Dads You Matter Too

Dads are typically overlooked when it comes to raising kids, but many of us know that without the great and positive men in our lives, we would just not be who we are. Dating back only a few short decades it was normal to think of the words “Parent” and “Mother” as synonymous.

According to previous social standards, dad’s sole purpose within a family was simply to provide and protect. Mom, on the other hand, was known to be the housekeeper, child-barer, and care taker. Due to this overwhelmingly inaccurate ideal that men were not meant to raise children, there was a stigma, that has since been challenged, that men could not be a stay at home parent or be an active member in the raising of a child.

In the 1970’s, research on fathers and parenting started coming to light. There were studies that showed that there is a direct correlation in paternal parenting to the positive impacts of emotional, social, and education development. It is actually affirmed that fathers spend more time practicing stimulation, playful activity during one-on-one interactions with infants and children than mothers do, increasing the child ability to regulate feelings and behaviors.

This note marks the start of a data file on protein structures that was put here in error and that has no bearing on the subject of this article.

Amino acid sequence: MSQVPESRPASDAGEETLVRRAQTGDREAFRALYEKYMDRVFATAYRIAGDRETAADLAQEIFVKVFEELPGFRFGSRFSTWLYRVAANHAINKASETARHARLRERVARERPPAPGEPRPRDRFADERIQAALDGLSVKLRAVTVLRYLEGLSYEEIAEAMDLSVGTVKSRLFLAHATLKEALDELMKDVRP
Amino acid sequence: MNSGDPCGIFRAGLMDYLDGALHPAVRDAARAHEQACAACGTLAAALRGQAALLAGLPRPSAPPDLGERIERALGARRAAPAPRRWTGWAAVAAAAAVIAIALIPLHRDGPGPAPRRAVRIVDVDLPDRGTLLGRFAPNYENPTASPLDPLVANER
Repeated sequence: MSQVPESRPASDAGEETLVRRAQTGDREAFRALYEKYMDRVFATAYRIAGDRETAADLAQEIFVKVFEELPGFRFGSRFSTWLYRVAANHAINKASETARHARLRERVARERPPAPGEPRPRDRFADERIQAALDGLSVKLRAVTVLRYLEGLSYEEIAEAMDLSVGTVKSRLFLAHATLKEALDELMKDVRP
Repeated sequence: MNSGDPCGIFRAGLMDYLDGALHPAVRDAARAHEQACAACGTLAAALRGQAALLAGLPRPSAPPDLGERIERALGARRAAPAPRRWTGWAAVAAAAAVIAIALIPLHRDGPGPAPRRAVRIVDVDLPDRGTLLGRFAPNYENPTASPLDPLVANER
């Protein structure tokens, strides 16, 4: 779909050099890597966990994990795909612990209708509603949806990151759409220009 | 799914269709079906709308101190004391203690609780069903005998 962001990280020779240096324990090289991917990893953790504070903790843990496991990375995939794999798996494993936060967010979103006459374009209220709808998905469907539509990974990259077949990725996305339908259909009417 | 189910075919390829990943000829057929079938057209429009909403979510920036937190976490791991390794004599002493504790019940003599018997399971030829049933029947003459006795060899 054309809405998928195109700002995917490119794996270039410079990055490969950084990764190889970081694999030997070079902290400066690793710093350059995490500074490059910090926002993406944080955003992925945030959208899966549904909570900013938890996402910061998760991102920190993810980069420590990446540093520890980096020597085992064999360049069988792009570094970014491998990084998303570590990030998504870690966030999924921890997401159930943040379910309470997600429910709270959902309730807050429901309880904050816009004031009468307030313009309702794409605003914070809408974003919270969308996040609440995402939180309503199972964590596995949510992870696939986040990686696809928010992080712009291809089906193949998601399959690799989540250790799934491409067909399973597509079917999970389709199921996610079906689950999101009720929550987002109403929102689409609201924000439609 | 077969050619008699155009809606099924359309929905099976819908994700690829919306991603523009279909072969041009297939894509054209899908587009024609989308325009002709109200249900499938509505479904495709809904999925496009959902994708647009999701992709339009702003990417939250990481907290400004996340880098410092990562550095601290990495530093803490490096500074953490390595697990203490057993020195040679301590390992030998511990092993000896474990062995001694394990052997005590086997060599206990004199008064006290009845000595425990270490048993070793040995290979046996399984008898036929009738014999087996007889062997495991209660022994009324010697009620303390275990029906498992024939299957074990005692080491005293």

Fathers who have a positive involvement in their children’s lives:

  • Aid in the well-being and general health of their children.

  • Help their children increase self-esteem.

  • Help girls to grow up having a more positive opinion of men, making healthy relationships come easily to them in the future compared to those who do not.

  • Help boys establish what a great male role model and father figure are for their own future families.

Aside from the facts and the statistics, dads are awesome.

They are the first ones to teach us things like sports and roughhousing. They push you to play your hardest and work your hardest just to be the best version of you that you can be. They have the best (worst) jokes and somehow instinctually know how to rock a barbeque grille the moment their first child is born. There is no car problem they cannot fix and no heart they cannot mend. At the end of the day, we know they are human and maybe sometimes make mistakes, but we love them anyways. Thank you to all the awesome dads out there. We wouldn’t have known what it’s like to have the world’s best hamburger if it wasn’t for you!